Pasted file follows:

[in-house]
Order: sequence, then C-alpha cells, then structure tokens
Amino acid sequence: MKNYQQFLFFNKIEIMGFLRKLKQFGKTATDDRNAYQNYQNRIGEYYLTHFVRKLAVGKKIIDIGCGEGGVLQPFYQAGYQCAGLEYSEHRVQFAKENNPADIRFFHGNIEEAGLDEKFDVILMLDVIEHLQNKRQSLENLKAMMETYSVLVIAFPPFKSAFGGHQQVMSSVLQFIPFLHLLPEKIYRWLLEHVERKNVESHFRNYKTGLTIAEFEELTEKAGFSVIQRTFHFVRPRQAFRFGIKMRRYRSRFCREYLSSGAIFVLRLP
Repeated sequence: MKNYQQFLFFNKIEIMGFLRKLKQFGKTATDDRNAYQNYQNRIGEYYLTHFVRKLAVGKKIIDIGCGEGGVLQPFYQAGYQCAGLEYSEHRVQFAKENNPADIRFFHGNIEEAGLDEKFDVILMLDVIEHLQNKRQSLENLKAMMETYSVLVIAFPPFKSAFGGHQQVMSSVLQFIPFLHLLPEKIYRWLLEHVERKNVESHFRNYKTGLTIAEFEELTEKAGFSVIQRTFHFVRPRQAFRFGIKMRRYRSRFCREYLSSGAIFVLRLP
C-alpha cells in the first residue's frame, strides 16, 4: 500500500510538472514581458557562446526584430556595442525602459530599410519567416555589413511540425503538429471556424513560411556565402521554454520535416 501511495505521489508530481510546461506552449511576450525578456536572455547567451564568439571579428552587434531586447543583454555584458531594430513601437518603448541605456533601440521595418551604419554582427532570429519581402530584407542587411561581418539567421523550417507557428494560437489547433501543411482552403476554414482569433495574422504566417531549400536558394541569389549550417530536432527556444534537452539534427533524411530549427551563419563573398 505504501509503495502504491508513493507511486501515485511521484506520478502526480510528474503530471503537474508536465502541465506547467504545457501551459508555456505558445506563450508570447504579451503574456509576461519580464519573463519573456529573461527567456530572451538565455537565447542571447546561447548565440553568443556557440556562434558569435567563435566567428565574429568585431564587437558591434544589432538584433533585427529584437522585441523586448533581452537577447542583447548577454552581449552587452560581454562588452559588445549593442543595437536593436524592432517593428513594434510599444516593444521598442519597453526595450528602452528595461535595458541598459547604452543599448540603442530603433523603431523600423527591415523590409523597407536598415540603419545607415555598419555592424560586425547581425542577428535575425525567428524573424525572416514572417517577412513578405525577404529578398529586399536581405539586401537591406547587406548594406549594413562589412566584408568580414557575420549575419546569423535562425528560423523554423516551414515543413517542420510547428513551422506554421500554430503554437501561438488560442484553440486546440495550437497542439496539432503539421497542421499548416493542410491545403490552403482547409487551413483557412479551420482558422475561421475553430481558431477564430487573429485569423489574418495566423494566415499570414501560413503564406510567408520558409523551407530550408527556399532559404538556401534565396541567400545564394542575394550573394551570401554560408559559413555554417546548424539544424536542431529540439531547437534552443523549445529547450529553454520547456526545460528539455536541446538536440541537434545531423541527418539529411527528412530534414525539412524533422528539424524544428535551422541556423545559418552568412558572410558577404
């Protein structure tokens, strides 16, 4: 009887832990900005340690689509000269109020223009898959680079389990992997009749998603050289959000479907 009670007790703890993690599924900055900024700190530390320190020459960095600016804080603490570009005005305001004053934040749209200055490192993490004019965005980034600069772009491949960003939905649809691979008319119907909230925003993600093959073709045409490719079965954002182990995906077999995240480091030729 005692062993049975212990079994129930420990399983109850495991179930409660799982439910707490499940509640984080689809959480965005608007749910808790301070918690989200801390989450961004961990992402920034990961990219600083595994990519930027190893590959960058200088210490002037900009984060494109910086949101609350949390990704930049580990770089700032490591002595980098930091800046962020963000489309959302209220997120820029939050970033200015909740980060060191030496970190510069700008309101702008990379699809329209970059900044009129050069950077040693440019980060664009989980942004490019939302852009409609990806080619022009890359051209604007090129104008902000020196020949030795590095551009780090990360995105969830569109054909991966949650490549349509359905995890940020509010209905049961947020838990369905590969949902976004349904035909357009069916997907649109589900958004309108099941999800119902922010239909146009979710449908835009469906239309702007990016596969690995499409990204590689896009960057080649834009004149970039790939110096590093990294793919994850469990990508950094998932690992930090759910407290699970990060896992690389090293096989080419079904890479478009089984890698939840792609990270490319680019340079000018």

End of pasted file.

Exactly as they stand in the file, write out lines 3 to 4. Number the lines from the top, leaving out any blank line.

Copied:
Amino acid sequence: MKNYQQFLFFNKIEIMGFLRKLKQFGKTATDDRNAYQNYQNRIGEYYLTHFVRKLAVGKKIIDIGCGEGGVLQPFYQAGYQCAGLEYSEHRVQFAKENNPADIRFFHGNIEEAGLDEKFDVILMLDVIEHLQNKRQSLENLKAMMETYSVLVIAFPPFKSAFGGHQQVMSSVLQFIPFLHLLPEKIYRWLLEHVERKNVESHFRNYKTGLTIAEFEELTEKAGFSVIQRTFHFVRPRQAFRFGIKMRRYRSRFCREYLSSGAIFVLRLP
Repeated sequence: MKNYQQFLFFNKIEIMGFLRKLKQFGKTATDDRNAYQNYQNRIGEYYLTHFVRKLAVGKKIIDIGCGEGGVLQPFYQAGYQCAGLEYSEHRVQFAKENNPADIRFFHGNIEEAGLDEKFDVILMLDVIEHLQNKRQSLENLKAMMETYSVLVIAFPPFKSAFGGHQQVMSSVLQFIPFLHLLPEKIYRWLLEHVERKNVESHFRNYKTGLTIAEFEELTEKAGFSVIQRTFHFVRPRQAFRFGIKMRRYRSRFCREYLSSGAIFVLRLP